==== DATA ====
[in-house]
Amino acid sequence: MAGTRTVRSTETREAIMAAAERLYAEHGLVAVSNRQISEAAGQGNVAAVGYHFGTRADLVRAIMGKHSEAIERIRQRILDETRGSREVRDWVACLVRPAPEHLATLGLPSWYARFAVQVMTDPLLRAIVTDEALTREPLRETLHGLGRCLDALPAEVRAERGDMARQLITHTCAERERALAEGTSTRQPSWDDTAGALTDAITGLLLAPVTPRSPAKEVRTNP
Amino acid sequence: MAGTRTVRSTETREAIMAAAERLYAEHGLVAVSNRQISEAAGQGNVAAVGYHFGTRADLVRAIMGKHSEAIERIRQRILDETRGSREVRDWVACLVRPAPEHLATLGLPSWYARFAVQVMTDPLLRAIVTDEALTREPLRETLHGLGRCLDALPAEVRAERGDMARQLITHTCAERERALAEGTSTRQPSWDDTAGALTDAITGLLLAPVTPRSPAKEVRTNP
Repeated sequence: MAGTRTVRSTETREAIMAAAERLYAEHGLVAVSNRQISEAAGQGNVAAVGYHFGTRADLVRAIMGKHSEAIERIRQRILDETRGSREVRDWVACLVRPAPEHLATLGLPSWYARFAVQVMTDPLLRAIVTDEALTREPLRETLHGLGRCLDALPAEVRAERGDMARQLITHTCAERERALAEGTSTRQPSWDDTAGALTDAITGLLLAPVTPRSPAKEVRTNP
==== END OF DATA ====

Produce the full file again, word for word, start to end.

[in-house]
Amino acid sequence: MAGTRTVRSTETREAIMAAAERLYAEHGLVAVSNRQISEAAGQGNVAAVGYHFGTRADLVRAIMGKHSEAIERIRQRILDETRGSREVRDWVACLVRPAPEHLATLGLPSWYARFAVQVMTDPLLRAIVTDEALTREPLRETLHGLGRCLDALPAEVRAERGDMARQLITHTCAERERALAEGTSTRQPSWDDTAGALTDAITGLLLAPVTPRSPAKEVRTNP
Amino acid sequence: MAGTRTVRSTETREAIMAAAERLYAEHGLVAVSNRQISEAAGQGNVAAVGYHFGTRADLVRAIMGKHSEAIERIRQRILDETRGSREVRDWVACLVRPAPEHLATLGLPSWYARFAVQVMTDPLLRAIVTDEALTREPLRETLHGLGRCLDALPAEVRAERGDMARQLITHTCAERERALAEGTSTRQPSWDDTAGALTDAITGLLLAPVTPRSPAKEVRTNP
Repeated sequence: MAGTRTVRSTETREAIMAAAERLYAEHGLVAVSNRQISEAAGQGNVAAVGYHFGTRADLVRAIMGKHSEAIERIRQRILDETRGSREVRDWVACLVRPAPEHLATLGLPSWYARFAVQVMTDPLLRAIVTDEALTREPLRETLHGLGRCLDALPAEVRAERGDMARQLITHTCAERERALAEGTSTRQPSWDDTAGALTDAITGLLLAPVTPRSPAKEVRTNP